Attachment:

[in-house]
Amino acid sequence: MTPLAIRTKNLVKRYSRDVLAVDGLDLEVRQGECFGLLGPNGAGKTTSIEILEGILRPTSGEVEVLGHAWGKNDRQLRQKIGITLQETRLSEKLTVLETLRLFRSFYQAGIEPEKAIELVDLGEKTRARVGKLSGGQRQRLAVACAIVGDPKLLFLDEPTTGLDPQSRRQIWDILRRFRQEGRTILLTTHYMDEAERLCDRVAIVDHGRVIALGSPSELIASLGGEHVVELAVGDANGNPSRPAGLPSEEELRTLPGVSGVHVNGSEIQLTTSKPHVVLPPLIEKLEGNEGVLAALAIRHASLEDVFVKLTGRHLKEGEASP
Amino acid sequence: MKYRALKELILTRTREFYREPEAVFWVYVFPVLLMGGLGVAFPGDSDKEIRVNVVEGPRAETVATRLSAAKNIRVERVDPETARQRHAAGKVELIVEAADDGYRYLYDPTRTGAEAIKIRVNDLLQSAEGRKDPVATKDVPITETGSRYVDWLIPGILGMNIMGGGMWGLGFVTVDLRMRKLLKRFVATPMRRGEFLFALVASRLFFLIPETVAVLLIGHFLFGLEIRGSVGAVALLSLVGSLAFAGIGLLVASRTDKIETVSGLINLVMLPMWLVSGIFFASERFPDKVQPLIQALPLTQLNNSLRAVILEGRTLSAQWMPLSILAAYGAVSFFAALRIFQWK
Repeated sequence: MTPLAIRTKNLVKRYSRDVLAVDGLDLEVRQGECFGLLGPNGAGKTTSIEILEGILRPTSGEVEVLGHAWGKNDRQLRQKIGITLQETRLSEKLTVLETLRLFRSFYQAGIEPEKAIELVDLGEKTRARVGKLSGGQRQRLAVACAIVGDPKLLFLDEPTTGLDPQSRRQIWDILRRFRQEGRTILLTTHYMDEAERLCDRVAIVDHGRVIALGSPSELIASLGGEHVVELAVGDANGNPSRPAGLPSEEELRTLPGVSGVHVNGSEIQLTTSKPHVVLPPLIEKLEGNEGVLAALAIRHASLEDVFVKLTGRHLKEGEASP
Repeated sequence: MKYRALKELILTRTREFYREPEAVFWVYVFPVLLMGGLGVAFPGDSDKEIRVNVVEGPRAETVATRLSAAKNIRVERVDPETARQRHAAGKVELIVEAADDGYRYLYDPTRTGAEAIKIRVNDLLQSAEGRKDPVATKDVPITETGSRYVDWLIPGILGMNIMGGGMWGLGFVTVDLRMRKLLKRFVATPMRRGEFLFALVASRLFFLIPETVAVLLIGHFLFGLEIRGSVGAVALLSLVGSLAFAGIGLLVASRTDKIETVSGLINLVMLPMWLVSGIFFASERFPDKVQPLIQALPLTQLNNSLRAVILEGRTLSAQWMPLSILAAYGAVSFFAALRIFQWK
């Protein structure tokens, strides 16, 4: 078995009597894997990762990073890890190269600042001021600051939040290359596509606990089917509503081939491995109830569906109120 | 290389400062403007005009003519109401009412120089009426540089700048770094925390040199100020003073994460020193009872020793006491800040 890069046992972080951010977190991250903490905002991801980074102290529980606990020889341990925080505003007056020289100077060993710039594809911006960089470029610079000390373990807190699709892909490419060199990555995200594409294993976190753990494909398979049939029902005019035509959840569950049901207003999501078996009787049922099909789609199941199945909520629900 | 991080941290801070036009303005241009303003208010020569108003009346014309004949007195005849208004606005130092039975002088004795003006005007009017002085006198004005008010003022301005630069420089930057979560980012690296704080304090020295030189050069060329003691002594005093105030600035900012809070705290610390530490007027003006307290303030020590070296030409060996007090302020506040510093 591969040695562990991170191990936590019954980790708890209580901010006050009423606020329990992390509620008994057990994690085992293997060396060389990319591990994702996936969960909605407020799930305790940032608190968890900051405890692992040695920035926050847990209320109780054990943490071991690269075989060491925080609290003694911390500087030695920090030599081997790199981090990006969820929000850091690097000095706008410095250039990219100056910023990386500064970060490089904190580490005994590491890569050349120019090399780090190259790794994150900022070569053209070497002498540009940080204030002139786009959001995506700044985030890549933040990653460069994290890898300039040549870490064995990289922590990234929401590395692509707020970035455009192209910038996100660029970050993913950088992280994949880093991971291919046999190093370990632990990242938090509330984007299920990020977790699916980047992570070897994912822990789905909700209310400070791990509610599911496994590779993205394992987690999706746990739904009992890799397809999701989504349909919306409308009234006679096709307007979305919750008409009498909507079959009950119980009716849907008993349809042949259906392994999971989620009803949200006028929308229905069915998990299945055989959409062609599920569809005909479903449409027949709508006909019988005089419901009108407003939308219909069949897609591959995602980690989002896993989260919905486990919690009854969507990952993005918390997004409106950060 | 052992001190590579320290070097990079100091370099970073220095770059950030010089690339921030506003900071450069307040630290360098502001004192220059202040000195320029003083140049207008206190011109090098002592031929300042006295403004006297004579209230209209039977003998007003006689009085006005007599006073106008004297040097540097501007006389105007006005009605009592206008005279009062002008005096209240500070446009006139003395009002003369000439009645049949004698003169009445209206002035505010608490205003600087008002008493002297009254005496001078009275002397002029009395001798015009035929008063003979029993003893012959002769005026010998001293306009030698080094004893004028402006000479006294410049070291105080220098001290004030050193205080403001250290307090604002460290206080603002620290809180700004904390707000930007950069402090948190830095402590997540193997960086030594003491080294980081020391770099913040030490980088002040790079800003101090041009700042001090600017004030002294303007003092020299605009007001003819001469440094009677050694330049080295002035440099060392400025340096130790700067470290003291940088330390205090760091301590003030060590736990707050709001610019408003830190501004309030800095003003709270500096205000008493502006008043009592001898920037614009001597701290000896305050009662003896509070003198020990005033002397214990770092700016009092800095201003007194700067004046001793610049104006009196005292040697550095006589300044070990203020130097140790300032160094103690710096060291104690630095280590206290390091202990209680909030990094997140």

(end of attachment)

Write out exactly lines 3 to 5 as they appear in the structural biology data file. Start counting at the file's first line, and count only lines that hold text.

Amino acid sequence: MKYRALKELILTRTREFYREPEAVFWVYVFPVLLMGGLGVAFPGDSDKEIRVNVVEGPRAETVATRLSAAKNIRVERVDPETARQRHAAGKVELIVEAADDGYRYLYDPTRTGAEAIKIRVNDLLQSAEGRKDPVATKDVPITETGSRYVDWLIPGILGMNIMGGGMWGLGFVTVDLRMRKLLKRFVATPMRRGEFLFALVASRLFFLIPETVAVLLIGHFLFGLEIRGSVGAVALLSLVGSLAFAGIGLLVASRTDKIETVSGLINLVMLPMWLVSGIFFASERFPDKVQPLIQALPLTQLNNSLRAVILEGRTLSAQWMPLSILAAYGAVSFFAALRIFQWK
Repeated sequence: MTPLAIRTKNLVKRYSRDVLAVDGLDLEVRQGECFGLLGPNGAGKTTSIEILEGILRPTSGEVEVLGHAWGKNDRQLRQKIGITLQETRLSEKLTVLETLRLFRSFYQAGIEPEKAIELVDLGEKTRARVGKLSGGQRQRLAVACAIVGDPKLLFLDEPTTGLDPQSRRQIWDILRRFRQEGRTILLTTHYMDEAERLCDRVAIVDHGRVIALGSPSELIASLGGEHVVELAVGDANGNPSRPAGLPSEEELRTLPGVSGVHVNGSEIQLTTSKPHVVLPPLIEKLEGNEGVLAALAIRHASLEDVFVKLTGRHLKEGEASP
Repeated sequence: MKYRALKELILTRTREFYREPEAVFWVYVFPVLLMGGLGVAFPGDSDKEIRVNVVEGPRAETVATRLSAAKNIRVERVDPETARQRHAAGKVELIVEAADDGYRYLYDPTRTGAEAIKIRVNDLLQSAEGRKDPVATKDVPITETGSRYVDWLIPGILGMNIMGGGMWGLGFVTVDLRMRKLLKRFVATPMRRGEFLFALVASRLFFLIPETVAVLLIGHFLFGLEIRGSVGAVALLSLVGSLAFAGIGLLVASRTDKIETVSGLINLVMLPMWLVSGIFFASERFPDKVQPLIQALPLTQLNNSLRAVILEGRTLSAQWMPLSILAAYGAVSFFAALRIFQWK